By Dr. Paul Ehrlich
Dr. John Weiner of AllergyNet in Melbourne, Australia responded with a Tweet about the Quest Diagnostics/Phadia report on the extent of allergies in the US, which we posted as a Guest Editorial, with the following:
“Data shows 30% of US children under 5 are sensitized to peanut. I presume true clinical allergy is much less?”
Thanks, Doctor, for bringing this up.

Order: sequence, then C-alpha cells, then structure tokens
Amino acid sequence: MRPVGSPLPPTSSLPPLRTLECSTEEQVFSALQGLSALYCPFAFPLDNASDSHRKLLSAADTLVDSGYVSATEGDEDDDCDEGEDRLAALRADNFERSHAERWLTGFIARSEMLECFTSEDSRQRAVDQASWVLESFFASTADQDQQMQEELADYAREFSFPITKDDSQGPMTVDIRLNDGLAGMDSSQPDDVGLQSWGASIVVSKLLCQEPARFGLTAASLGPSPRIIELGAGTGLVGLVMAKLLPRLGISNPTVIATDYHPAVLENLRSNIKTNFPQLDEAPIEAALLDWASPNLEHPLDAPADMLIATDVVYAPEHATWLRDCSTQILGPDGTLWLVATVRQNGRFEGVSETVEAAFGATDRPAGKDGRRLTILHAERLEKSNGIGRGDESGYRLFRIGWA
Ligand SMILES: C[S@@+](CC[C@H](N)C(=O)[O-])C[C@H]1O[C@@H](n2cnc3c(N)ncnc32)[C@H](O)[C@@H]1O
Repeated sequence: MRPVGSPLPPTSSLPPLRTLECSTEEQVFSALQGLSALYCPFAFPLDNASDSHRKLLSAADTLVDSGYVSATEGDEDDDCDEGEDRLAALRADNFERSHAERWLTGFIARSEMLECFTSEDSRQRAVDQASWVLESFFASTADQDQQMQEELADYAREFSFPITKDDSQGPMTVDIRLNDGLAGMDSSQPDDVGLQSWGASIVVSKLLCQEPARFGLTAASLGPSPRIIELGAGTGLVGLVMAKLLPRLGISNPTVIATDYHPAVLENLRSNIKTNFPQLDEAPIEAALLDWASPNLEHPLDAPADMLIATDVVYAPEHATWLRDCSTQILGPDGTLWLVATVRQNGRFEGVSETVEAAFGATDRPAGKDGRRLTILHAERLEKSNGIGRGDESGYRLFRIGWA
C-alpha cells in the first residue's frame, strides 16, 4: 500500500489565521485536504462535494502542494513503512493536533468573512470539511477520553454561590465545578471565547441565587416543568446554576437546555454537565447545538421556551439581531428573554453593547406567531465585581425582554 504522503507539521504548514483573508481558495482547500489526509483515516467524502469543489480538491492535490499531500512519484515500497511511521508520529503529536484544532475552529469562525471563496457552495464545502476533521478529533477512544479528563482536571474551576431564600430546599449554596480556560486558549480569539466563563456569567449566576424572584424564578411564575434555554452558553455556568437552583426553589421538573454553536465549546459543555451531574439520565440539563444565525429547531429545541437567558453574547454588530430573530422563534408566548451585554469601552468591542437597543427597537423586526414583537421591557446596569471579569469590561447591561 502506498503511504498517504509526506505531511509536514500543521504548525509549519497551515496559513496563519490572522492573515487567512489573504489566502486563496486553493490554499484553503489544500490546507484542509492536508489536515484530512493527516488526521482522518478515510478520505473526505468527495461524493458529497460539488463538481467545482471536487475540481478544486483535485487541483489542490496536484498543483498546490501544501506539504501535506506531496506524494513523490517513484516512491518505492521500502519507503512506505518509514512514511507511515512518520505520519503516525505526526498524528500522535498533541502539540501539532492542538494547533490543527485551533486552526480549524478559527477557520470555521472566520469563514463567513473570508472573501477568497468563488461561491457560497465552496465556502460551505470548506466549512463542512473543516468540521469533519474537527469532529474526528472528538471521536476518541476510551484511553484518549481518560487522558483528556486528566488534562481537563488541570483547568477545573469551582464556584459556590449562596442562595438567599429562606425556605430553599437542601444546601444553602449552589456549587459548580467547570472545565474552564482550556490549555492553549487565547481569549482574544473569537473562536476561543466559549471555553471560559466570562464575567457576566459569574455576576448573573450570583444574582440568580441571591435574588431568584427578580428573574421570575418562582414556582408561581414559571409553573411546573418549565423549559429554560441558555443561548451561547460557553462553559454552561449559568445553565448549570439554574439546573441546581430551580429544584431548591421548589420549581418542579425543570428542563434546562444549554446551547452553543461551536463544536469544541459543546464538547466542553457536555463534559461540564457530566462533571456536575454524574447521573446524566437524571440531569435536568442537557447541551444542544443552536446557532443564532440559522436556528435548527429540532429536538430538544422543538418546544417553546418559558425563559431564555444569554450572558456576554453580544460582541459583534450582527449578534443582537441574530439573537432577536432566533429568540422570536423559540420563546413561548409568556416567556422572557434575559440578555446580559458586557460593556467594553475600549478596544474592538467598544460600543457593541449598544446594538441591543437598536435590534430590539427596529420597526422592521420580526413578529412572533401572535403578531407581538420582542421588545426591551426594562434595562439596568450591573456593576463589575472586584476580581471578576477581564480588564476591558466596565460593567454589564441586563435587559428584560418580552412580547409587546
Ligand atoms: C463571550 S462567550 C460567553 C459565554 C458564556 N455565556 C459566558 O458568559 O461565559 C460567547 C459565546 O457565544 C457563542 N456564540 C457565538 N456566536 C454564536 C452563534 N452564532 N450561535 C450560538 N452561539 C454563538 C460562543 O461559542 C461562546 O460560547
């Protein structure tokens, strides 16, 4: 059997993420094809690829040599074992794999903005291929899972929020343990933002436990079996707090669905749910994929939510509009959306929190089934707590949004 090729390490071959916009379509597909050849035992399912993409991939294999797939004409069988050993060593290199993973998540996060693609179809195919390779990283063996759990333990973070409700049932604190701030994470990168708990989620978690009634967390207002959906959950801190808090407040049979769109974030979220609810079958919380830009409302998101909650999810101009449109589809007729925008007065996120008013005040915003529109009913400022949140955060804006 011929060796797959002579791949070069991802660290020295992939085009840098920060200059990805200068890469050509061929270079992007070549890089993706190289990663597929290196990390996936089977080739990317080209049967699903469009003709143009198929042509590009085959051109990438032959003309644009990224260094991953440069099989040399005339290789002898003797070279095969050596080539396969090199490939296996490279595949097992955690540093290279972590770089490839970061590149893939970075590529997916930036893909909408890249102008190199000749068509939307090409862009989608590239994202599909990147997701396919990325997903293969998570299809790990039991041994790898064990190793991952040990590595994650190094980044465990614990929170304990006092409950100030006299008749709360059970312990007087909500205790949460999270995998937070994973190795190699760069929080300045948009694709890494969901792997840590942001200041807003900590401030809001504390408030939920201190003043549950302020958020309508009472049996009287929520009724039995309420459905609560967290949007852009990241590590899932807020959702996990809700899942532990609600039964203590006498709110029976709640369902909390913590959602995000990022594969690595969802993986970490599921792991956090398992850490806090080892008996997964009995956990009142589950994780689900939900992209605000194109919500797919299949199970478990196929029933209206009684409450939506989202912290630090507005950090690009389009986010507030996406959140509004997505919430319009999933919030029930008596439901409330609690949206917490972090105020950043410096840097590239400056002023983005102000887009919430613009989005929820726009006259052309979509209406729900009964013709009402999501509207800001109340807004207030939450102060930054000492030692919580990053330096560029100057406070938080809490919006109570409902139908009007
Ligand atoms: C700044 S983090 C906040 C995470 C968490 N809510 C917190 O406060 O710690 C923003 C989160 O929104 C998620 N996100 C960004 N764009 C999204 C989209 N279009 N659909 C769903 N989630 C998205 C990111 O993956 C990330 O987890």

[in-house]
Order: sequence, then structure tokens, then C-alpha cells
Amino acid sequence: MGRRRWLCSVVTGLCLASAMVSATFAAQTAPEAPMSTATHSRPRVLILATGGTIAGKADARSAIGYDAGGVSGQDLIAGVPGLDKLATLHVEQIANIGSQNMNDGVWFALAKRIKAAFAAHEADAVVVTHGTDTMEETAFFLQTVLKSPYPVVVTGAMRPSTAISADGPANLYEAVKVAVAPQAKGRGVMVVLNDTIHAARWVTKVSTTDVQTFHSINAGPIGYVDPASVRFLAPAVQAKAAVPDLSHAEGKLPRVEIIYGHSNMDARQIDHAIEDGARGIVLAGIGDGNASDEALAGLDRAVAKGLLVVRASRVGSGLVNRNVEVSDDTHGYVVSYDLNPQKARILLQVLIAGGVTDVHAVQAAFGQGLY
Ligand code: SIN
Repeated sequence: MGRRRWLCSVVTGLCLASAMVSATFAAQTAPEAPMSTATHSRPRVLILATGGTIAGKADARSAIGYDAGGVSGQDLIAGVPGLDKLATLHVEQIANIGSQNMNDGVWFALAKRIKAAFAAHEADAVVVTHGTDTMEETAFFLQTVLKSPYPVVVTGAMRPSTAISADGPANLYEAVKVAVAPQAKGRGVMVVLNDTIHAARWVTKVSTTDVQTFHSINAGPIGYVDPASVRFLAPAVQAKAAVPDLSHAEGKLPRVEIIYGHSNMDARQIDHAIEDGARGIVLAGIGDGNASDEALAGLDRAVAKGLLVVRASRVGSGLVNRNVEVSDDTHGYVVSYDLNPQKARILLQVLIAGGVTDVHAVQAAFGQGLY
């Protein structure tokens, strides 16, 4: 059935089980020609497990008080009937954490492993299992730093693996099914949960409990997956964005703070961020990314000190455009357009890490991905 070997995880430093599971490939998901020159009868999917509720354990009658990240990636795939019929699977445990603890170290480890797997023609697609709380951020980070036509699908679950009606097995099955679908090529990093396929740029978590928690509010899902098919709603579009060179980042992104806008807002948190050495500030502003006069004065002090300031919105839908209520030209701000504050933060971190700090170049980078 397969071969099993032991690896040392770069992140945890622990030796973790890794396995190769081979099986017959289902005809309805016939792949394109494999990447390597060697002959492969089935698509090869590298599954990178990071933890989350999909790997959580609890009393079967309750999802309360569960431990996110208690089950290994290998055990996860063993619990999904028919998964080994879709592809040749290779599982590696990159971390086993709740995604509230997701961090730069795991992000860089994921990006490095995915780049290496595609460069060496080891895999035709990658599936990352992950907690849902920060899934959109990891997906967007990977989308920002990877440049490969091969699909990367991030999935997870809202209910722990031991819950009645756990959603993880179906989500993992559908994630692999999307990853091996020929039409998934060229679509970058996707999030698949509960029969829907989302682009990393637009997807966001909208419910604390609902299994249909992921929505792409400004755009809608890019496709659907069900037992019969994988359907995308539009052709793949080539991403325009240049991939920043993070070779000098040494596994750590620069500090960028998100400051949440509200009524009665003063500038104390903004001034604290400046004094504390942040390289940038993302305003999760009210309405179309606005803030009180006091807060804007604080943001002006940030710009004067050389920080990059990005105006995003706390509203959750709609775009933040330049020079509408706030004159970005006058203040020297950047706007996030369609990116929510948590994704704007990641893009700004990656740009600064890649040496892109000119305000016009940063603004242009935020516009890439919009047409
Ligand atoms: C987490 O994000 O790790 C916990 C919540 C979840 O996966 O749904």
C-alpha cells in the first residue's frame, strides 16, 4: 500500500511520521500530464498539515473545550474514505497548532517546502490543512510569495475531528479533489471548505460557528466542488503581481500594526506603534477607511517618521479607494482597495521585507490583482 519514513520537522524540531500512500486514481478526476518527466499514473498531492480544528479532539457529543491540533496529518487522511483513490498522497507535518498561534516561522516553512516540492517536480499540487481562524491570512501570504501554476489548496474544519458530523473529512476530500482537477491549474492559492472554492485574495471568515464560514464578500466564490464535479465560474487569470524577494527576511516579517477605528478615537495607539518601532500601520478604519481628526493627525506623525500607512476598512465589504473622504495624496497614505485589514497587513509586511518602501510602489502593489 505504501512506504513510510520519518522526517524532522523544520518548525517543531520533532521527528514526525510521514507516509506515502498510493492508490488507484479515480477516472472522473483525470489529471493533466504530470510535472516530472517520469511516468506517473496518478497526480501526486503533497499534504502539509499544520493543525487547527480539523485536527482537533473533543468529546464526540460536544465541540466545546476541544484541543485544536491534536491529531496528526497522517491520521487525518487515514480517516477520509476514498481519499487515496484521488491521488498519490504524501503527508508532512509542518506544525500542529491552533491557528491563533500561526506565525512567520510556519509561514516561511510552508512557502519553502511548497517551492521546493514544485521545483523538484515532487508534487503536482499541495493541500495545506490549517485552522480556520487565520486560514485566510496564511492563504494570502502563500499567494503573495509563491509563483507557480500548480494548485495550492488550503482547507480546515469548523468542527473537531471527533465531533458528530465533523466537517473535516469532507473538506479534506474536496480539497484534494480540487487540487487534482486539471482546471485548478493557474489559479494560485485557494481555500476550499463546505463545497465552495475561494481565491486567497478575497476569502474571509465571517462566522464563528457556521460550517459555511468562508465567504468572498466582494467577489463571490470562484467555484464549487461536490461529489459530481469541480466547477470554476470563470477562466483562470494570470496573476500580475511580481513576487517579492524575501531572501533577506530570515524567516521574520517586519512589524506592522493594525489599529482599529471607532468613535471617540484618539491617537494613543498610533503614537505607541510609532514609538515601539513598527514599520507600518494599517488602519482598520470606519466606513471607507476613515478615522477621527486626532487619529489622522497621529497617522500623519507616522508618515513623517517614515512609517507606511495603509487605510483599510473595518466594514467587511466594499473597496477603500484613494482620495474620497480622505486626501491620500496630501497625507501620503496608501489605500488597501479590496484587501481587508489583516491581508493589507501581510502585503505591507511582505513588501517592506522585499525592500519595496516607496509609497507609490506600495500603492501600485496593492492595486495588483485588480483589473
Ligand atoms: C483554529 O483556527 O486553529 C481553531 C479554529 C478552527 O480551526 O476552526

Yes, indeed. While the incidence of peanut allergies is growing, if 30% of children had true clinical allergy, we wouldn’t be having a debate in this country about peanuts in the schools, and companies like Smuckers and Planters would have to find other revenue streams. Sensitization and allergy are not the same. As the full report says, a clinical diagnosis is more involved than any test, and a thorough history by an allergist is a must. One of the traps physicians and parents fall into is to equate ambiguous test results with the nightmare of anaphylaxis. As we say in our book, feeding a child a nutritious diet is hard enough without excluding any food unnecessarily. So before you restrict foods, make sure your child really has an allergy.